10 minutes. 10 short, electrifying minutes were all that was needed for Buzzcocks to make their very first and very rudest statement. That statement was ‘Spiral Scratch’ – four tracks of some of the nastiest, most exciting and vitriolic rock ever made at the time. ‘Spiral Scratch’ was officially released on 29th January 1977 – a time when punk as a genre was so new that, depending on who you ask, it might not have had a name. It’s widely accepted that ‘Spiral Scratch’ was the third ever UK punk release, preceded only by The Damned’s ‘New Rose’ and The Sex Pistols’ ‘Anarchy In The UK’; making it an absolutely vital moment in the evolution of punk.

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Listening to ‘Spiral Scratch’ almost exactly 40 years on from its release, perhaps the most startling thing about the EP is how fresh and vital it sounds. In fact, it’s almost shocking just how contemporary it feels. So many decades-old albums, influential or otherwise, sound like products of their era, unmistakably tied into the time in which they were made. While that’s no bad thing, it does mean that it’s rare to hear a 40-year old release that honestly sounds modern – which makes ‘Spiral Scratch’ all the more impressive.

Perhaps it’s simply a testament to the quality of remastering on the newly released Domino reissue of the EP, but ‘Spiral Scratch’ has all the attitude, energy and grit of any of a number of modern punk bands – and then some.

‘Spiral Scratch’s’ brevity is a huge part of its enduring quality. With only four short songs, the antagonistic attitude of the band just has time to perfectly crystallize, tell you to fuck off and then get the hell out of there. There’s an almost playful attitude throughout the EP – it feels as the though the band, pissed-off as they are, are at least having a great time and there’s a sense of glee in Howard Devoto’s often tongue-in-cheek delivery. The now famous two note guitar solo on ‘Boredom’ is a another example of this humour; it works well musically, but also it’s undeniably silly – it almost feels like a joke inclusion.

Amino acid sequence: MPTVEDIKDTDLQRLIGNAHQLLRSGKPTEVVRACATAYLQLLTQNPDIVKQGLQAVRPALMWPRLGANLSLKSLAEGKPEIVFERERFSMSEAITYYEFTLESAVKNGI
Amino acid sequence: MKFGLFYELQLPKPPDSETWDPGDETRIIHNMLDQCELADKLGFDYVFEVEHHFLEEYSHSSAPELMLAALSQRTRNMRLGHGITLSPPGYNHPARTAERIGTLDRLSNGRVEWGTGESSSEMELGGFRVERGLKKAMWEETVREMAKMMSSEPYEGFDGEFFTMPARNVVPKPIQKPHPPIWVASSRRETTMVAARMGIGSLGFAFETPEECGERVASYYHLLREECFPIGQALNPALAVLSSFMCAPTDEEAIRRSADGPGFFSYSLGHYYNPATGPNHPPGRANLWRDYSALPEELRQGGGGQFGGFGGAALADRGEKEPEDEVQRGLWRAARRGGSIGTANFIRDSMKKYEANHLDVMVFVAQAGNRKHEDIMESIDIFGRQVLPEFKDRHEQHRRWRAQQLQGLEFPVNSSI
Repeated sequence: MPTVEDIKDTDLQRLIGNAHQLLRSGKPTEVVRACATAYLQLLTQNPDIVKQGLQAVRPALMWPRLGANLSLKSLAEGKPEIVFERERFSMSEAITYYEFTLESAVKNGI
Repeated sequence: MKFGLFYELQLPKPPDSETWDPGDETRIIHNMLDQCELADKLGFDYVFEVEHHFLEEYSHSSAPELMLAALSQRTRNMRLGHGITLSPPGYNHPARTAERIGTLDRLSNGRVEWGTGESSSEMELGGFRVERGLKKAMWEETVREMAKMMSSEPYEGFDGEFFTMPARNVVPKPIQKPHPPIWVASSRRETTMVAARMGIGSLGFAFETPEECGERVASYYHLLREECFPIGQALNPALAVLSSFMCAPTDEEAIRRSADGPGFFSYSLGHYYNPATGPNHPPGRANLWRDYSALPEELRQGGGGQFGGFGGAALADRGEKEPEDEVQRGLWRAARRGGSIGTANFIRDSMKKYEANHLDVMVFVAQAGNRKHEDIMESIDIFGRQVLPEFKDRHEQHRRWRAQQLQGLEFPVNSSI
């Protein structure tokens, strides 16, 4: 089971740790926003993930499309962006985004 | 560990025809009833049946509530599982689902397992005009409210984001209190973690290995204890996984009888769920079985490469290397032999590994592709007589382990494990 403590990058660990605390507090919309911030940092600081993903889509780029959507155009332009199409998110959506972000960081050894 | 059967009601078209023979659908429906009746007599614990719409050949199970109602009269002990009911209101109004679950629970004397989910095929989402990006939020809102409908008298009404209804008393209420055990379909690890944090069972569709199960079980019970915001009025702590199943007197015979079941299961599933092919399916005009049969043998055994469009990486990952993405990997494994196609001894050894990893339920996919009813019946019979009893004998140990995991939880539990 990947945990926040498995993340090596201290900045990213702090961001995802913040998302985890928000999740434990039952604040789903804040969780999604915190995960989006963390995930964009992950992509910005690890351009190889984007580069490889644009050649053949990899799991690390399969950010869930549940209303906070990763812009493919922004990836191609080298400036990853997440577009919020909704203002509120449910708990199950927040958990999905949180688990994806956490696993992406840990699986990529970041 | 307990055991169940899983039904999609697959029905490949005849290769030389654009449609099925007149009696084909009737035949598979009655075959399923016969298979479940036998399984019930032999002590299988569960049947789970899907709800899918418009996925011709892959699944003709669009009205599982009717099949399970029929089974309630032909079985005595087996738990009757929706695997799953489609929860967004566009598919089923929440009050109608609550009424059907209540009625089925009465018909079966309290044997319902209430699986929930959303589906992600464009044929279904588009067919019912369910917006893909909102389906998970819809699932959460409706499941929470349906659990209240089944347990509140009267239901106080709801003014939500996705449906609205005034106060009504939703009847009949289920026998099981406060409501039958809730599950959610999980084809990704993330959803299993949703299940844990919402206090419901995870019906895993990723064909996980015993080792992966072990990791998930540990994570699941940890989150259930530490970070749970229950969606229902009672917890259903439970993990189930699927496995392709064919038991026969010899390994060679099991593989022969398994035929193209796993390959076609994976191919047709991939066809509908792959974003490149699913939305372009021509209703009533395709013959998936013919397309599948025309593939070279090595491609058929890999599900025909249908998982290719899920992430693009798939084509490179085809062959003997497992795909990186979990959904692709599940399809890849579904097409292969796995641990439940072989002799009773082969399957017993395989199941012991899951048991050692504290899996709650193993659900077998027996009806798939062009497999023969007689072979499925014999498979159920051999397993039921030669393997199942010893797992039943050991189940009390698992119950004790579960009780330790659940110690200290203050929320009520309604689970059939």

Another way in which ‘Spiral Scratch’ has weathered the years well is in its use of noise. The guitar work on ‘Friends Of Mine’ is visceral, brash and utterly intense. Screeches of borderline atonal guitar wail over the ridiculously tight rhythm section of Steve Diggle on bass and John Maher on drums. Listening now, it’s hard not to see the clear influence ‘Spiral Scratch’s’ nosier moments have had on contemporary scuzz-punk groups like Metz. In fact, ‘Spiral Scratch’ still casts a pretty big shadow on modern indie and punk generally. The taught, relentless rhythm and tight guitar work are a clear influence on bands like Parquet Courts and Ought, while the delivery and attitude is echoed in bands like Fat White Family and Cabbage.

‘Spiral Scratch’ was influential in ways other than its music, too. It was one of the first ever privately funded and pressed records to sell well. A thousand copies were pressed initially and sold out through Manchester’s Virgin records and via mail-order within weeks. A further 16,000 would be pressed, all without help from a label of any sorts. ‘Spiral Scratch’s’ DIY success story prompted a wave of bedroom indie labels to pop up throughout the late ’70s and early ’80s, no doubt inspired by the independence and autonomy that self releasing ‘Spiral Scratch’ gave Buzzcocks.

After ‘Spiral Scratch’ Howard Devoto would leave the band to form Magazine. Steve Diggle moved from bass to guitar and arguably the classic Buzzcocks sound was born. This new sound was more melodic and upbeat than Buzzcocks of ‘Spiral Scratch’; with the sneering menace of the band’s early days largely traded for a powerpop-influenced sound that, although different, was a brilliant direction for the band go in and saw them produce some of their best work.

‘Spiral Scratch’, however, remains a pivotal moment for both Buzzcocks and punk as a whole. It’s helped forge a sound still resonating today and that in itself is an achievement. Perhaps more impressively though is the fact that is still feels exciting, fresh and very, very alive 40 years on from its release.

You can read GIGsoup’s recent interview with Buzzcocks’ Steve Diggle here.

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